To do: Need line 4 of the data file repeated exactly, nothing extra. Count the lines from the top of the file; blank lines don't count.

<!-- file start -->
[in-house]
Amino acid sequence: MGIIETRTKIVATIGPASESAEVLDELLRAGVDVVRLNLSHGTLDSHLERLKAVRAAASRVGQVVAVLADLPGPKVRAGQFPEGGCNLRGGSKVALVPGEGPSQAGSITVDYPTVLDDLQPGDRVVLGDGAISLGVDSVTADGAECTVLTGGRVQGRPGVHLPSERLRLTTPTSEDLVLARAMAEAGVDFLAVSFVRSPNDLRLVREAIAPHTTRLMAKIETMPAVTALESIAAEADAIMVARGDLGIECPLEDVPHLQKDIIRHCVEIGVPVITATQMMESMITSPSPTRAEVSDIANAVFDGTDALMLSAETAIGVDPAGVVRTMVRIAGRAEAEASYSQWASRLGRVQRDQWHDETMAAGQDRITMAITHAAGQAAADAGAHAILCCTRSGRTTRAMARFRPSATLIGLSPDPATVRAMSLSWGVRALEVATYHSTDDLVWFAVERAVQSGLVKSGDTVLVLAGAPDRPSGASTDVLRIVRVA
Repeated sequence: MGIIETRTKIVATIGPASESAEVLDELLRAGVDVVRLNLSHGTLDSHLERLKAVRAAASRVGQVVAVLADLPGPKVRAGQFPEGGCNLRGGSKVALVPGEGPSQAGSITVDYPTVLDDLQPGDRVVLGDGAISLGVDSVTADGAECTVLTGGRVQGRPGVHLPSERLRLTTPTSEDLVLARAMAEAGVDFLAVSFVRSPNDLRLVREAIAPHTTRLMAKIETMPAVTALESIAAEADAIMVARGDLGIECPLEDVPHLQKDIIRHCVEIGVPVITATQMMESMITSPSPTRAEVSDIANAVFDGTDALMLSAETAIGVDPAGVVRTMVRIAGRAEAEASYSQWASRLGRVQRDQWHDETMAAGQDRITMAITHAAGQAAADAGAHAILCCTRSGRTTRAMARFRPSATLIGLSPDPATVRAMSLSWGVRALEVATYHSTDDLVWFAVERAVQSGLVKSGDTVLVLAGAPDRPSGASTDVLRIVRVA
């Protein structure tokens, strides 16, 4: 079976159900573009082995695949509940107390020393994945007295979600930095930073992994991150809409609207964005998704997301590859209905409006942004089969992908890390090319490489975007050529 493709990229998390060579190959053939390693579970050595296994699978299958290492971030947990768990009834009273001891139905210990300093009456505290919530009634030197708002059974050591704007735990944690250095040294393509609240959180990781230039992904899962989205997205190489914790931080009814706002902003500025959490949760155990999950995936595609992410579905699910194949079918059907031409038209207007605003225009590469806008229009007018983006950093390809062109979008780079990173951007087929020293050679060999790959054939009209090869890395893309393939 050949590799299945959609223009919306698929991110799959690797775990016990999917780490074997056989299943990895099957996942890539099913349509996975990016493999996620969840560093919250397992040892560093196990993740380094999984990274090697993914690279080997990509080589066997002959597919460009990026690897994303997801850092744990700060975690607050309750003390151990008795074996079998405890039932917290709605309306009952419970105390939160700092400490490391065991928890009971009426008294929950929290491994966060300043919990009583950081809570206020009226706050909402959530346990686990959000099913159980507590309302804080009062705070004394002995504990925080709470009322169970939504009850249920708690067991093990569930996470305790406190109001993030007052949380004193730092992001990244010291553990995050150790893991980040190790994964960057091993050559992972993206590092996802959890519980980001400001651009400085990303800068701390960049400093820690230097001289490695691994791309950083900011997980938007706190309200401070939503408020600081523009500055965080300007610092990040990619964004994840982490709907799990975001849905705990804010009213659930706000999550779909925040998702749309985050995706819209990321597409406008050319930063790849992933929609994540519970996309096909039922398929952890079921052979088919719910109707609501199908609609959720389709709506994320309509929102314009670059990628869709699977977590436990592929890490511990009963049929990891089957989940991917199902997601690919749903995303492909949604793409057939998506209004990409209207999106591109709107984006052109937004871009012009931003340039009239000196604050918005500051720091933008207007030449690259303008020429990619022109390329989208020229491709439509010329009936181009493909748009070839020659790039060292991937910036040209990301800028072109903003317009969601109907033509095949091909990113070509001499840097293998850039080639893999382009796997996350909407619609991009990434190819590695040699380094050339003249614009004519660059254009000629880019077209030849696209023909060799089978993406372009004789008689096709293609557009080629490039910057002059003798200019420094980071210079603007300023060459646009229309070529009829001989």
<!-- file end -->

């Protein structure tokens, strides 16, 4: 079976159900573009082995695949509940107390020393994945007295979600930095930073992994991150809409609207964005998704997301590859209905409006942004089969992908890390090319490489975007050529 493709990229998390060579190959053939390693579970050595296994699978299958290492971030947990768990009834009273001891139905210990300093009456505290919530009634030197708002059974050591704007735990944690250095040294393509609240959180990781230039992904899962989205997205190489914790931080009814706002902003500025959490949760155990999950995936595609992410579905699910194949079918059907031409038209207007605003225009590469806008229009007018983006950093390809062109979008780079990173951007087929020293050679060999790959054939009209090869890395893309393939 050949590799299945959609223009919306698929991110799959690797775990016990999917780490074997056989299943990895099957996942890539099913349509996975990016493999996620969840560093919250397992040892560093196990993740380094999984990274090697993914690279080997990509080589066997002959597919460009990026690897994303997801850092744990700060975690607050309750003390151990008795074996079998405890039932917290709605309306009952419970105390939160700092400490490391065991928890009971009426008294929950929290491994966060300043919990009583950081809570206020009226706050909402959530346990686990959000099913159980507590309302804080009062705070004394002995504990925080709470009322169970939504009850249920708690067991093990569930996470305790406190109001993030007052949380004193730092992001990244010291553990995050150790893991980040190790994964960057091993050559992972993206590092996802959890519980980001400001651009400085990303800068701390960049400093820690230097001289490695691994791309950083900011997980938007706190309200401070939503408020600081523009500055965080300007610092990040990619964004994840982490709907799990975001849905705990804010009213659930706000999550779909925040998702749309985050995706819209990321597409406008050319930063790849992933929609994540519970996309096909039922398929952890079921052979088919719910109707609501199908609609959720389709709506994320309509929102314009670059990628869709699977977590436990592929890490511990009963049929990891089957989940991917199902997601690919749903995303492909949604793409057939998506209004990409209207999106591109709107984006052109937004871009012009931003340039009239000196604050918005500051720091933008207007030449690259303008020429990619022109390329989208020229491709439509010329009936181009493909748009070839020659790039060292991937910036040209990301800028072109903003317009969601109907033509095949091909990113070509001499840097293998850039080639893999382009796997996350909407619609991009990434190819590695040699380094050339003249614009004519660059254009000629880019077209030849696209023909060799089978993406372009004789008689096709293609557009080629490039910057002059003798200019420094980071210079603007300023060459646009229309070529009829001989």